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Investing in a new clarinet can be a complex process. There are many elements to consider when selecting an instrument that fits your needs.

Most of the time, when the word “clarinet” is mentioned, we think of the soprano or Bb clarinet—so called because it is pitched in Bb. These clarinets (and other models in the clarinet family) are made of 5 parts: mouthpiece, barrel, upper joint, lower joint, and bell. Bb clarinets are the standard instrument when students begin school band classes, but there are other types. The bass clarinet, which is substantially larger, is pitched an octave lower than the Bb clarinet, and actually sits on the floor with a peg—it has an upturned bell, so it resembles a saxophone with a wooden or plastic body. The Eb clarinet is smaller than the Bb clarinet and is sometimes called the “sopranino” clarinet; it’s pitched a fourth higher and is designed to play melodies that would be quite high in range for a Bb or similar instrument. Eb clarinets are difficult to play well and are usually reserved for more advanced players. Harmony clarinets (since they often play supporting roles, not melodic ones), such as alto clarinets, are also available, although they are less common. There are also variations on soprano clarinets that are pitched in different keys; the most common are A clarinets and C clarinets, used for classical chamber music and orchestral playing.

Typically, clarinets are either made of plastic or wood. Plastic-bodied clarinets are less expensive and are a great choice for beginning players because they are extremely durable and much less susceptible to changes in humidity and temperature. They are also a great choice if you will be performing outside regularly, especially in areas where wide swings in weather conditions are common. The plastic used is specially formulated to mimic the resonance of wooden instruments. Wooden clarinets, while more expensive, are preferred by more advanced players because of their sound quality; they are, however, more fragile than plastic instruments and require a bit more care. Most wooden clarinets are made of African blackwood, also called grenadilla or mpingo, a type of hardwood with a density that makes it ideal for use in instruments. Buffet Crampon makes a line of wooden clarinets called Greenline instruments that are 95% wood and 5% carbon fiber and epoxy resin. These instruments have the benefits of wooden resonance and sound with the durability of plastic instrument. (See Lisa’s Clarinet Shop for an example.)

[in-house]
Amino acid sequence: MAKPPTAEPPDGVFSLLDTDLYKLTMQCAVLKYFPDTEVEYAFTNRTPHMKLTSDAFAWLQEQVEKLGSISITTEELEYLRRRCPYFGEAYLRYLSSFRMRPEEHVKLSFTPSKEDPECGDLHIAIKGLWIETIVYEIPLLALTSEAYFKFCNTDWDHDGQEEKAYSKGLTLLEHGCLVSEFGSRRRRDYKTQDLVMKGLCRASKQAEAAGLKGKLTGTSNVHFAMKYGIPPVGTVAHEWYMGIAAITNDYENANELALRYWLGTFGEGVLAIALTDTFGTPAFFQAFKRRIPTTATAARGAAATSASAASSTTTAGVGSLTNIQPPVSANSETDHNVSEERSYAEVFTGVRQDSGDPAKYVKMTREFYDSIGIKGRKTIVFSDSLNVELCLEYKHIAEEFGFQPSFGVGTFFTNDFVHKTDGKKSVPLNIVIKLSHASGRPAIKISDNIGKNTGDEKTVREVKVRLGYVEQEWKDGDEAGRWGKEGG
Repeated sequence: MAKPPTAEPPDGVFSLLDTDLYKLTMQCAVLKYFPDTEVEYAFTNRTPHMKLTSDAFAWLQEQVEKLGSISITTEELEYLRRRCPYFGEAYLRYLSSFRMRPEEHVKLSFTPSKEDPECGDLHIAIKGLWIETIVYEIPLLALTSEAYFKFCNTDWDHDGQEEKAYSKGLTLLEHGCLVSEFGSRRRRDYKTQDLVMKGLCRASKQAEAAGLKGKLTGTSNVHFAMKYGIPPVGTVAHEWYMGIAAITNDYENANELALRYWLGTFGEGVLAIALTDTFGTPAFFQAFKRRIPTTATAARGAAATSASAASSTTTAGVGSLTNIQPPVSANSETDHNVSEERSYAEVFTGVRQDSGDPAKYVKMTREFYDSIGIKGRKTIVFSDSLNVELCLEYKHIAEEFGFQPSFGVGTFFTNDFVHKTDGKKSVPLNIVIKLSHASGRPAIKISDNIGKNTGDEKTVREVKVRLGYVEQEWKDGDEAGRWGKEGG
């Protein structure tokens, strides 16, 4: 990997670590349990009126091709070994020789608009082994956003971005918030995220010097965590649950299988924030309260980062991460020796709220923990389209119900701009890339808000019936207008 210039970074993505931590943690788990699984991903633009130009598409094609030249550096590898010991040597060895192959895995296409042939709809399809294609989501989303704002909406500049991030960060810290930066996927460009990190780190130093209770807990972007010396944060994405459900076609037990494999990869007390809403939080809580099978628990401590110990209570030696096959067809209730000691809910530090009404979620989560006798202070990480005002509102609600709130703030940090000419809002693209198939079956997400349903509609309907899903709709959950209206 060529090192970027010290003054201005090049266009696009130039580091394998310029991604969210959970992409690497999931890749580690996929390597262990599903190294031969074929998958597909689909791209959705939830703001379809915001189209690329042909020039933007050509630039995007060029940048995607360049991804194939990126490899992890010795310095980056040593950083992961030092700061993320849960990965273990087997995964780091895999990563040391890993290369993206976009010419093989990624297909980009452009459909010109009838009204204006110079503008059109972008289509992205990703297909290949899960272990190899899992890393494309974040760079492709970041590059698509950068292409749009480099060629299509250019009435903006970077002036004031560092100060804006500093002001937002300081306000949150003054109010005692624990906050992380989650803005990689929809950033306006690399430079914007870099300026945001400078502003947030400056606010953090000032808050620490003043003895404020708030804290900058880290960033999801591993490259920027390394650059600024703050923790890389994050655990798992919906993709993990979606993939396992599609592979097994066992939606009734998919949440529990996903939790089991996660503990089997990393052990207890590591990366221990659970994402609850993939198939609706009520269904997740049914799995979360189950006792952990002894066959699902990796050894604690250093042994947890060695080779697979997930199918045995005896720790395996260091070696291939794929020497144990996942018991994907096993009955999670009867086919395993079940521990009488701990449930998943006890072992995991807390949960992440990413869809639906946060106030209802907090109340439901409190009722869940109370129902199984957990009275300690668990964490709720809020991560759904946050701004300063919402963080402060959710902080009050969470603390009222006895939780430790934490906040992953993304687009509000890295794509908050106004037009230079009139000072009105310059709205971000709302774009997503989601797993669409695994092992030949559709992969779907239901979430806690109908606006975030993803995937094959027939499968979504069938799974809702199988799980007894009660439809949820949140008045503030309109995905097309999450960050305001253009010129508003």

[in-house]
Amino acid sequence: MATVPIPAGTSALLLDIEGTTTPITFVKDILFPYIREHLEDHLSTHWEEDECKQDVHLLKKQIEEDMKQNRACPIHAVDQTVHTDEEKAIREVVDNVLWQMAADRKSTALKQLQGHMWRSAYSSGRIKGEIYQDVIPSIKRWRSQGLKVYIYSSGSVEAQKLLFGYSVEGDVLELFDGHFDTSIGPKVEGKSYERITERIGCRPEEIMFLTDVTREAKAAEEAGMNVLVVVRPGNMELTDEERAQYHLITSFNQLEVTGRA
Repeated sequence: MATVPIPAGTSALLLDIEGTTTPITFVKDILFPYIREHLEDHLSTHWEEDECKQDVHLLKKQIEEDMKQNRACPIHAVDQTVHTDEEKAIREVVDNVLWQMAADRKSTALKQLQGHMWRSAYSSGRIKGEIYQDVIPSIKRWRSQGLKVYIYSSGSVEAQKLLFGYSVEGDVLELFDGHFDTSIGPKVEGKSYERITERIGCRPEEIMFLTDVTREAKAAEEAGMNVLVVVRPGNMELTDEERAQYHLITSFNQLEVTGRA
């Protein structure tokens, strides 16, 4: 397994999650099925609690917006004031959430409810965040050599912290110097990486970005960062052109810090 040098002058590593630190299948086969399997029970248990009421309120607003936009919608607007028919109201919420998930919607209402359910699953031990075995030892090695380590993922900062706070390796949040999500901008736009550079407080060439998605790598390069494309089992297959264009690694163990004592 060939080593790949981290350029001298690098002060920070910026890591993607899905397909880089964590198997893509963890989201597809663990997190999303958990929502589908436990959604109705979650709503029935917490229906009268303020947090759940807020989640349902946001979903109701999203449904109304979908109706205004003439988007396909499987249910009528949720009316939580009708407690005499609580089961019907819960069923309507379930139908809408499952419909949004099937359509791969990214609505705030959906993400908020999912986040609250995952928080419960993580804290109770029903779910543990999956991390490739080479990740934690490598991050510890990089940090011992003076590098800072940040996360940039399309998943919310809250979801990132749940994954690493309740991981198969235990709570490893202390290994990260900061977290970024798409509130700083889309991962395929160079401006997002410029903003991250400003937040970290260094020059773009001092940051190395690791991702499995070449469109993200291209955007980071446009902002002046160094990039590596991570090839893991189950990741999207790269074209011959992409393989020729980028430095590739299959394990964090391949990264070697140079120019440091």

Clarinet keys are plated with either nickel or silver, or occasionally gold—but nickel and silver are far more common. Nickel has a nice sheen and is durable, resistant to tarnishing; silver has a brighter glow and warm look but is subject to tarnishing without proper care. Silver-plated keywork usually costs a bit more as well.

The bore, or the inside dimensions of the clarinet, can vary in size as well. Narrower bores are easier for younger or less experienced players to produce sounds on the instrument; wider bores have more pitch variation and are often used for stylistic traditions where pitch bends and other distortions are common—various folk music traditions and jazz, for example.